Editor’s Letter

Posted on January 6, 2011 – 4:57 AM | by OldManFoster
  • Share

Putting this issue together has been a real trip down memory lane.

Talking about Sacramento art with Beth Jones and Lynda Jolley for the article on JAYJAY brought back near-forgotten memories of my first trip to a ‘real’ art gallery in Sacramento – Lynda’s Big Art on L Street.  I had gone out on a Second Saturday to see a show by one of my fellow Tower Records store artists, Galelyn Williams.  I liked the show, but felt woefully unable to fully appreciate her assemblage works – it was one of the first times I’d encountered non-narrative art, and I did not know what to make of it at all.   Two decades later, I’ve gone from skeptic to unabashed conceptual art fan, Tower Records is long gone, and Williams has been living on the east coast for at least a decade – but is still showing with Jolley.

Back in those days, I, like Galelyn, was making a living painting displays for one of Russ Solomon’s Tower Records stores, but I really considered myself more of a cartoonist and graphic artist.  I’d had a very short-lived career as a ‘professional’ comic book artist in the mid eighties, but I was much more serious about my newspaper comic strip-styled work, specifically a strip called Little Orphan Anton, inspired equally by the classic Little Orphan Annie strip and a local musician named Anton Barbeau.  Since I had no publishing outlet for Anton I’d simply make three or four dozen photocopies of each new episode and anonymously post them up on telephone poles around Midtown in the middle of the night.

Little Orphan Anton circa 1990

Midnight flyering runs were familiar territory for me, having spent the late eighties as one of Barbeau’s two semi-official ‘poster guys.’  My pal Stan Tindall and I had gone from being Anton Barbeau fans to poster designers simply by volunteering to draw and print the posters ourselves.  Stan and I shared a predilection for sixties psychedelic art which Barbeau encouraged and tolerated in equal measure – chiding us only when the Fillmore poster-style lettering on our posters was completely illegible; Anton may have been playing at Café Montreal or Mansion Cellars, but you’d never have known it from our Haight-Ashbury-inspired graphics.  Telephone pole flyering had a quasi-legal status at the time, so we tended to post our wares in the middle of the night, with one eye over our shoulders, a practice I carried over into my Little Orphan Anton postings.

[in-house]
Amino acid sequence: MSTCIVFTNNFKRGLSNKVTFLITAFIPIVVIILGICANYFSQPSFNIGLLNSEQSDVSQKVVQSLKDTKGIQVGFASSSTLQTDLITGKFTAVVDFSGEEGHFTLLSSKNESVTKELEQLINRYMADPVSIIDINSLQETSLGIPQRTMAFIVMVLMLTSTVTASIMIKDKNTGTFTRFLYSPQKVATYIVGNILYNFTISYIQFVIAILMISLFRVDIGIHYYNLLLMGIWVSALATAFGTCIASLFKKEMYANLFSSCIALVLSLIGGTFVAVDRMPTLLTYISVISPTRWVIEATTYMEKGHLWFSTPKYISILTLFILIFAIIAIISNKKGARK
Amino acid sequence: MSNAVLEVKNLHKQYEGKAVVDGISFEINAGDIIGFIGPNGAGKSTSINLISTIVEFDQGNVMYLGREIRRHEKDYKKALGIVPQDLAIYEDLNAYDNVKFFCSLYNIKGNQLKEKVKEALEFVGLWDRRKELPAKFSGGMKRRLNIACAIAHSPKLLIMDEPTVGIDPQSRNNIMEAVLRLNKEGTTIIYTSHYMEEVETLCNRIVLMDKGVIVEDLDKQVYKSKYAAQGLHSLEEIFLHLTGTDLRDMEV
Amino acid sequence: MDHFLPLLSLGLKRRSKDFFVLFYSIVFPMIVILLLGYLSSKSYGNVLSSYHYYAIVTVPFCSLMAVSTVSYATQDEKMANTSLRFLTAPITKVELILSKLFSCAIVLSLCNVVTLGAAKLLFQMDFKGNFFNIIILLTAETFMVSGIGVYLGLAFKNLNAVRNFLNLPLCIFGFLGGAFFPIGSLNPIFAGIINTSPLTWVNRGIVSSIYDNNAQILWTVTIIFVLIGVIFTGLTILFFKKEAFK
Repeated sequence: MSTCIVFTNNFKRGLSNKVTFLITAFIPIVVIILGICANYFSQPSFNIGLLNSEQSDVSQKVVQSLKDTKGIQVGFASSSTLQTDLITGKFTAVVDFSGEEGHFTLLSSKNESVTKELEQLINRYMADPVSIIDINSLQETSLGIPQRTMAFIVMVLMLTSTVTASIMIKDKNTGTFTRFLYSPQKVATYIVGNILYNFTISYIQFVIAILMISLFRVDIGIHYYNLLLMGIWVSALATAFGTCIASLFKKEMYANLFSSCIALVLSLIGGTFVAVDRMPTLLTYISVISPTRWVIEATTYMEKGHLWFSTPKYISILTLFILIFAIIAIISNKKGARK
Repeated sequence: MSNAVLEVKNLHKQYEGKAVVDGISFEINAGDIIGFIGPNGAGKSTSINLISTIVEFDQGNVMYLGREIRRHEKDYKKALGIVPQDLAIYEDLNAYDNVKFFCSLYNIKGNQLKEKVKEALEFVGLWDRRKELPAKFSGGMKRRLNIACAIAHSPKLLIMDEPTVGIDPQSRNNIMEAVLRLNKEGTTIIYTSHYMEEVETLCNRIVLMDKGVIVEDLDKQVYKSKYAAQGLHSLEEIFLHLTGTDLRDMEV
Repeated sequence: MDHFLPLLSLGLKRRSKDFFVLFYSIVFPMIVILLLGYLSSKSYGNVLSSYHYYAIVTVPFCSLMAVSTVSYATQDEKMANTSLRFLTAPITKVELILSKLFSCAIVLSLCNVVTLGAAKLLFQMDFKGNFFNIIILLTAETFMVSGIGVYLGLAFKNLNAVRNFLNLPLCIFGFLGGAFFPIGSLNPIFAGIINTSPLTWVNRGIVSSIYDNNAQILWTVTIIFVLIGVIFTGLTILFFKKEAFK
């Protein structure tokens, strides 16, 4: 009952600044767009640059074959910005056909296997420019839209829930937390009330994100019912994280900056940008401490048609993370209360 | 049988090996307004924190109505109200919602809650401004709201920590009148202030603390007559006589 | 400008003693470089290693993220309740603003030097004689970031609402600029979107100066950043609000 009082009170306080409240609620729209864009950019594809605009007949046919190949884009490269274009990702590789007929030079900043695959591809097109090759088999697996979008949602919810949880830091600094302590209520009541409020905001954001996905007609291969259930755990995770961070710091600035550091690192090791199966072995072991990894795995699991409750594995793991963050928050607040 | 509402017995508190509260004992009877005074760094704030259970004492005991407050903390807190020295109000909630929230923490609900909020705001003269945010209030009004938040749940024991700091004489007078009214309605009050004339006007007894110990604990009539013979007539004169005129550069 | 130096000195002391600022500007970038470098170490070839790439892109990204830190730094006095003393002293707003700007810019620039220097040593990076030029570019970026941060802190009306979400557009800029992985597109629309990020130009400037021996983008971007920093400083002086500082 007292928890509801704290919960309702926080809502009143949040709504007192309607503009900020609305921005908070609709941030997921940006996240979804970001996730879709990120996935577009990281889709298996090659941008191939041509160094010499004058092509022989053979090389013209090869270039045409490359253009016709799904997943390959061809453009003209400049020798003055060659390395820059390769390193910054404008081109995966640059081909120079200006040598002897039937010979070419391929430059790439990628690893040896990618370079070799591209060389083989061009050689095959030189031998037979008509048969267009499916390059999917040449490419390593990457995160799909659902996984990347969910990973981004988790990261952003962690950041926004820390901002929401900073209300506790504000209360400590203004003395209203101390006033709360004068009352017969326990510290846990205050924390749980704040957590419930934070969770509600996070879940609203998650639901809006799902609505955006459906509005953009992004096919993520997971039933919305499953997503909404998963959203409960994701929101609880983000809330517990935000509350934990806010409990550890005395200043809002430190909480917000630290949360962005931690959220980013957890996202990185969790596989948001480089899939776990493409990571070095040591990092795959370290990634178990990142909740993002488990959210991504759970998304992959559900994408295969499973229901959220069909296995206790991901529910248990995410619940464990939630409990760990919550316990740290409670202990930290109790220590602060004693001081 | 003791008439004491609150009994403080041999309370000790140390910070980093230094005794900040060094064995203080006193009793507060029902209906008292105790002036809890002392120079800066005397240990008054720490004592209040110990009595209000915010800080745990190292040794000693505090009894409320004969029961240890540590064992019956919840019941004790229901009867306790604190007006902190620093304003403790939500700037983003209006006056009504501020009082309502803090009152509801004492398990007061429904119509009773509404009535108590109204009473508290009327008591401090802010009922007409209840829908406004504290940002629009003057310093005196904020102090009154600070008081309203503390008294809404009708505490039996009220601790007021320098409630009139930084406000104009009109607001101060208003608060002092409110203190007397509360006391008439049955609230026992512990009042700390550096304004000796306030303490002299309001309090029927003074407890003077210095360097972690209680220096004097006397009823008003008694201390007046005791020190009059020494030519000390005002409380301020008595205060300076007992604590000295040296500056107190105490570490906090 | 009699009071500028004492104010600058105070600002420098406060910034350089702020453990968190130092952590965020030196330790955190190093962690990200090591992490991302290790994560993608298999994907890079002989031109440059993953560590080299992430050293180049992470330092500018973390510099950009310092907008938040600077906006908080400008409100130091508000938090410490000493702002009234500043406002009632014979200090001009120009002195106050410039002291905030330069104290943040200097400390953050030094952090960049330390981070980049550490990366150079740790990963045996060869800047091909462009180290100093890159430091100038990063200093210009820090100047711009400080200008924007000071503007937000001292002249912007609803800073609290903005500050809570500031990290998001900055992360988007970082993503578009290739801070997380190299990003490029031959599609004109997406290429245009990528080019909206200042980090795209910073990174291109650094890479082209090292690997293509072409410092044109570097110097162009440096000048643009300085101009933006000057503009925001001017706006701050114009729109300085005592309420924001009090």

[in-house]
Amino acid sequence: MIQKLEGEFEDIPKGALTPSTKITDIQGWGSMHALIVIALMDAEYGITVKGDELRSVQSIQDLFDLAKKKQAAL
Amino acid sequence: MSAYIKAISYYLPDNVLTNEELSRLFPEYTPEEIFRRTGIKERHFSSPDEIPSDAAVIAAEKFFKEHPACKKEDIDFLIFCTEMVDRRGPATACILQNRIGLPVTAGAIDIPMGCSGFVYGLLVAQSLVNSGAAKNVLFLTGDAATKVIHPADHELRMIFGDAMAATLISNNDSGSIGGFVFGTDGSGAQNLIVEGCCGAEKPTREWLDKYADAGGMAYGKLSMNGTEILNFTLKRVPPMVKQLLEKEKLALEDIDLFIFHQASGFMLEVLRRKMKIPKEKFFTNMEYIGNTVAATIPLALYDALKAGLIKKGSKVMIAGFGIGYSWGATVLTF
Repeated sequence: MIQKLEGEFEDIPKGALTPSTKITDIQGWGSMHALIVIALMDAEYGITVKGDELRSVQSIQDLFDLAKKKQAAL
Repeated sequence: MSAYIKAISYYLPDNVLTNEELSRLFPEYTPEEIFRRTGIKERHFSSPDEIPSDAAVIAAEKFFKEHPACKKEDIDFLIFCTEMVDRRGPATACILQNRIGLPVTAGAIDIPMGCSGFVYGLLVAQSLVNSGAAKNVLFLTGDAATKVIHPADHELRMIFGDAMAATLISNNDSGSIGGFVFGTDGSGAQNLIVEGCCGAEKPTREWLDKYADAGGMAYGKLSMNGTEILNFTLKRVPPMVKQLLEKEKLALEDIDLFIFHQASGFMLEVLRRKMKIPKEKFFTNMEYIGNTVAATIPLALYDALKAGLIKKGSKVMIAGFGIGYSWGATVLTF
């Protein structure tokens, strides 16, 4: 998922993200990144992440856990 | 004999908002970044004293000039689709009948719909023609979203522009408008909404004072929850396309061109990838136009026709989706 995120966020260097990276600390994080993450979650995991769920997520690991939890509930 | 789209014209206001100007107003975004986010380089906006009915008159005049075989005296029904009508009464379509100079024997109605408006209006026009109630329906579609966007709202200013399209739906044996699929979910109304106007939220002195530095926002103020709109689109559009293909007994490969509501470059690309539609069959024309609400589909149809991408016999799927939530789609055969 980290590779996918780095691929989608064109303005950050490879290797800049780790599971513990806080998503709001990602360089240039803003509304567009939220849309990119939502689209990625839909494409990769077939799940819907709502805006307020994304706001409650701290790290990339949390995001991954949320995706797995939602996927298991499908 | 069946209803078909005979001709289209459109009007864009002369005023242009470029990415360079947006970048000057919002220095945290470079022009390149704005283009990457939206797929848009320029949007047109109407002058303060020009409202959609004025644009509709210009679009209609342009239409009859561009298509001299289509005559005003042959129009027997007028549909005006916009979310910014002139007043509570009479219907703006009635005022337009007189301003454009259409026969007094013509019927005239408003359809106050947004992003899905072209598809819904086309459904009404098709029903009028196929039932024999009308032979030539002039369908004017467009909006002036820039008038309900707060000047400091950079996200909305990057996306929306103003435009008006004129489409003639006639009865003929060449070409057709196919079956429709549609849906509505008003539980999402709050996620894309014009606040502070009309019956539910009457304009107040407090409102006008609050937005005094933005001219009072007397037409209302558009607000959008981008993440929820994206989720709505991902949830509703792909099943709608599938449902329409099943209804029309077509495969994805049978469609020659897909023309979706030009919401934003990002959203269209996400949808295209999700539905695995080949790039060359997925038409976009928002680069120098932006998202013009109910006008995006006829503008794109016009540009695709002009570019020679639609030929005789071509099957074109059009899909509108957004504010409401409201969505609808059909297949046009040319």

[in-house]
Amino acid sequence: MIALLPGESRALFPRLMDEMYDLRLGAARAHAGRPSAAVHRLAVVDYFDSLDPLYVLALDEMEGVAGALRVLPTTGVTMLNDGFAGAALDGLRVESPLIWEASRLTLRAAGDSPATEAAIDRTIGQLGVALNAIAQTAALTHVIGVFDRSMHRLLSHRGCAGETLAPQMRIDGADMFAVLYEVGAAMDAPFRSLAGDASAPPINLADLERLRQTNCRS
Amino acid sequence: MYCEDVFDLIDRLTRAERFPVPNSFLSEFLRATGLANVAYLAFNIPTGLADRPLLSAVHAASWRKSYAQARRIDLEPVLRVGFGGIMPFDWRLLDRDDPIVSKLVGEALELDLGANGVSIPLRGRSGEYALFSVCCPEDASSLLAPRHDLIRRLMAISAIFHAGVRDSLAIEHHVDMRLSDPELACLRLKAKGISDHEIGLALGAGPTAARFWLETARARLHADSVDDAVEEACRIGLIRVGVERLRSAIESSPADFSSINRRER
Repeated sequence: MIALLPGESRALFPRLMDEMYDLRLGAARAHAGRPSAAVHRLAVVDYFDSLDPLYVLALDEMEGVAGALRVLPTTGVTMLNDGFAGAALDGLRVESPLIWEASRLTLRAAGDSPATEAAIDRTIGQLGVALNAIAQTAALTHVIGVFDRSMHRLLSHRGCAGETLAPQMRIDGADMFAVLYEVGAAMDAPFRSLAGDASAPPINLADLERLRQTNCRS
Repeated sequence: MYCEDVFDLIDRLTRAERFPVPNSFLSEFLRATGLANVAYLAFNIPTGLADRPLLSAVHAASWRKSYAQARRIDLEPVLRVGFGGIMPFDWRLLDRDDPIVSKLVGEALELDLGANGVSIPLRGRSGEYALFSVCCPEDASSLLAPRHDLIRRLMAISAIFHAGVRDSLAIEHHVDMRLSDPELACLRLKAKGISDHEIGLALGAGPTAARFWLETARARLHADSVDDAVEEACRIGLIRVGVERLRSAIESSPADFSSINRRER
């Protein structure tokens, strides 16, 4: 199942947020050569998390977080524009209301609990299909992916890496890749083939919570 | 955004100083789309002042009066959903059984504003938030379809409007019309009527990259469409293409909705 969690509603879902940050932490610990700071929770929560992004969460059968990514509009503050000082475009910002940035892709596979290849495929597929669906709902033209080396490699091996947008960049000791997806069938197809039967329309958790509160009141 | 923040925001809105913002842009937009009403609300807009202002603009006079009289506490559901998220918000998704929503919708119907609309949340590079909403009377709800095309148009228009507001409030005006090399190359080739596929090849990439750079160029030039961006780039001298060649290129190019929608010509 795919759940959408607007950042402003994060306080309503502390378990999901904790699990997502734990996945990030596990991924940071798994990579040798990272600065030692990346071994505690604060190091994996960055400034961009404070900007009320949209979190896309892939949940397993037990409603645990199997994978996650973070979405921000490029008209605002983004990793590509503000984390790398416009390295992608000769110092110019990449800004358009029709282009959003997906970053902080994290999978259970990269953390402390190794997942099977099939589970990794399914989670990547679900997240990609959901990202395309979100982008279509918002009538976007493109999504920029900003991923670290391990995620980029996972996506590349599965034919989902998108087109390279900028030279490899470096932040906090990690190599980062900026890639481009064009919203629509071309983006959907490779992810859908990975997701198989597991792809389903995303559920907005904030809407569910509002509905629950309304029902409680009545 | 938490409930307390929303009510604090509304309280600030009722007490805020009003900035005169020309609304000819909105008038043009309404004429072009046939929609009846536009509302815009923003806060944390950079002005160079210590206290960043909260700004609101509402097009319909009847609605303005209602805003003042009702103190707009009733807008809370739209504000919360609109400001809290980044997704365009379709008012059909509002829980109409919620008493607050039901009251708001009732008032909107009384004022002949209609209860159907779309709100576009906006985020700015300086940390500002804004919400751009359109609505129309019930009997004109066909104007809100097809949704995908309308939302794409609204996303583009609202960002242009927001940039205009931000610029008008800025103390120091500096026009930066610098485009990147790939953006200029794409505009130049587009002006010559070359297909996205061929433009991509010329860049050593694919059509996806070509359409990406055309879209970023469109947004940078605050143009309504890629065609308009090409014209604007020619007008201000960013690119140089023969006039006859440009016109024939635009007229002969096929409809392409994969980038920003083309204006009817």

To his credit, Anton rarely complained about the trials I put him through in the strip, or about the fact that I didn’t sign them, leaving him as the most obvious ‘point person’ for any complaints. I can only remember one problem – when I made fun of another anonymous Midtown flyer-poster who was lobbying against disinvestment in South Africa’s then-Apartheid government, and Barbeau got an angry phone call or two from him.  After that I put my home phone number on the strips.

Anton and I have lost touch a few times over the intervening decades, so it was a treat to hear from him recently and to receive a copy of his latest record – the Psychedelic Mynde of Moses, reviewed by Dennis Yudt here.   While we were chatting I also asked if he’d be interested in contributing the ‘Musical Chairs’ column for this issue.  He happily obliged and dashed off his picks for his fave records of the past ten years, and dead-on the word count too!  Anton may be based in Oxford, but he’s still a Midtowner at heart.


Post a Comment